Perhaps one day the world will put aside money as a scorecard and start seeing people as the scorecard--their happiness, needs, desires, wishes, friendship, relationships and love as the true measures of a life worth living.

Wednesday, September 8, 2010

People are not broken; Do not try to fix them

It was 4 am. I was wide awake this morning. My wife had just come to bed. She has a much different sleeping routine than I, due to years working late nights. Soon she was sound asleep. But I was wide awake. Why? Because of some events and conversations I have recently had that were just eating away at my psyche and core being. These conversations had led me to keep mulling over in my mind a piece of wisdom that I have promoted during training and among friends for several years now:

"People are not broken; do not try to fix them"

This idea comes from the works of Marcus Buckingham. He wrote a number of insightful books including my favorite called First Break All The Rules. The works talk about how we have traditionally focused on people's skills (learned capabilities) rather than their inherent talents (innate capabilities). Because we focus on skills we miss the boat as it were. When someone fails to accomplish something we want them to accomplish we assume they are broken and try to fix them (which Buckingham reinforces through research is just not true). What both Buckingham and others (including W. Edwards Deming--the father of quality management) show is that it is the system that is broken not the person. If a person fails at a task it is because the task has not been identified correctly or a person's talents do not align to the task or most often the process for doing the task is poorly designed. So it is not people who are broken, rather the system of managing, leading and governing people that is broken. We need to fix the system, not the people.

I have been feeling this pressure put on me lately, especially at work. A lot of it comes down to trust. Do you trust those around you? Those you work with? Those you work for? Those who work for you? I had a boss in a previous life who kept telling me "Trust but verify". If you need to verify do you really, truly trust? Or do you play at trusting and do not believe that people are capable of extraordinary things? I try to trust those I encounter until they show me they cannot be trusted. Does this come with risk? Yes, but life is one BIG risk. If you live in fear and paranoia all the time you are not living a full and complete life. You are hampering yourself from growth, learning, experience and self-actualization (as Abraham Maslow called it in his famous Hierarchy of Needs).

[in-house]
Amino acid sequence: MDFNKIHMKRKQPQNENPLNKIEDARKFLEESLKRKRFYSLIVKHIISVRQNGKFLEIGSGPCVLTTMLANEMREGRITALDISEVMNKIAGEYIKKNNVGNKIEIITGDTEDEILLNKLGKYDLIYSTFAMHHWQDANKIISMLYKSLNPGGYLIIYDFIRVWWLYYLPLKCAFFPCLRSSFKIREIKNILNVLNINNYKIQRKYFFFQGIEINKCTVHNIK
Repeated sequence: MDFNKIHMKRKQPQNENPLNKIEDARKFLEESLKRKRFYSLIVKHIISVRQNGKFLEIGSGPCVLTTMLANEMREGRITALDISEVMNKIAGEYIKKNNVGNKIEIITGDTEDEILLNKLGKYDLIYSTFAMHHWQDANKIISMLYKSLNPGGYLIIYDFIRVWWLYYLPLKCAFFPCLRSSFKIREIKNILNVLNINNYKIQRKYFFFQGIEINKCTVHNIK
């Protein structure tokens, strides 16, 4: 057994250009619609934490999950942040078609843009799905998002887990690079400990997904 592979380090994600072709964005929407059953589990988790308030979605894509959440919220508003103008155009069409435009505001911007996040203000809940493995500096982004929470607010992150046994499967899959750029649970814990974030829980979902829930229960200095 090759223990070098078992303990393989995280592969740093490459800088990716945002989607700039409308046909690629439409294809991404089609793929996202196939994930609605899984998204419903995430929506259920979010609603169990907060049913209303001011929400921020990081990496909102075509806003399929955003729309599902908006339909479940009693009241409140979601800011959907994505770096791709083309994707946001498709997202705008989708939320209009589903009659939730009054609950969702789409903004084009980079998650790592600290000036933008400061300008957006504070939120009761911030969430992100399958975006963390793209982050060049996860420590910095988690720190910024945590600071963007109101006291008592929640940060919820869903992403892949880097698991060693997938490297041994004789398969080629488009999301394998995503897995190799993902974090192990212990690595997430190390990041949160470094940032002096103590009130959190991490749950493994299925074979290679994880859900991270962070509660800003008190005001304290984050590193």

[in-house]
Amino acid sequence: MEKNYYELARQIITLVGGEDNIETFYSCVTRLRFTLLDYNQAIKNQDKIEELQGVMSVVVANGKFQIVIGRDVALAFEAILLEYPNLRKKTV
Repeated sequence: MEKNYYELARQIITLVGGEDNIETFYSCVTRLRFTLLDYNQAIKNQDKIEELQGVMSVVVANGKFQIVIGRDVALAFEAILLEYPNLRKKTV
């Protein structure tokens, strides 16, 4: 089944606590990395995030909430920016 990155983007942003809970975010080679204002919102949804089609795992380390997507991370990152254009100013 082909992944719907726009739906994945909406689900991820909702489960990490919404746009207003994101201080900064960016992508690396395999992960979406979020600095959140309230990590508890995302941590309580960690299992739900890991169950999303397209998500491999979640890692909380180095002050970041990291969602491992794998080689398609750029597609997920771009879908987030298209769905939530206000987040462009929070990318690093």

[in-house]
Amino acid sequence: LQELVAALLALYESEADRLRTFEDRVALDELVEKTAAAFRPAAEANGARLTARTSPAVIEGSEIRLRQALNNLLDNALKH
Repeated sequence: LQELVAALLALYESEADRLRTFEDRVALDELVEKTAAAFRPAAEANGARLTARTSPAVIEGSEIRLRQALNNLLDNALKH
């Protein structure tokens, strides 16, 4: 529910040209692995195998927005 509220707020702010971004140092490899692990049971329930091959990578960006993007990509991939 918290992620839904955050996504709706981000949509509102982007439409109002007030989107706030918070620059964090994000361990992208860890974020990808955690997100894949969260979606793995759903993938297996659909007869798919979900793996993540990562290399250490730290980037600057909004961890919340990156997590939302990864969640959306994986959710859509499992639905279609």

The great people of history have things in common. One of them is that they recognized that avoiding risk would get them nowhere. Another element is trust. They trusted people, events and higher powers to see them through to their desired ends. Third they lived out the belief that "people are not broken; we do not need to fix them. The situation or condition is broken; We need to fix that instead."

I hope my own situation will resolve itself to a good end. I trust that it will.

Sunday, September 5, 2010

Philosophy of Help

It has been about a year since I posted to this online journal. It was not really intended to be a perfectly ongoing thing. Only a way to capture thoughts and share them with others when appropriate. Life has been busy (which is both good and bad) so some things do not get done, even when we want to do them.

I have been capturing thoughts in my written journal as we attend church and at others times. I have even encountered Other People's Wisdom many times. But getting to write about it has not always been my priority or other's priorities for me or I have just not had the energy or a number of other excuses. But it has weighed on my mind. So now that I am writing this perhaps I will write more.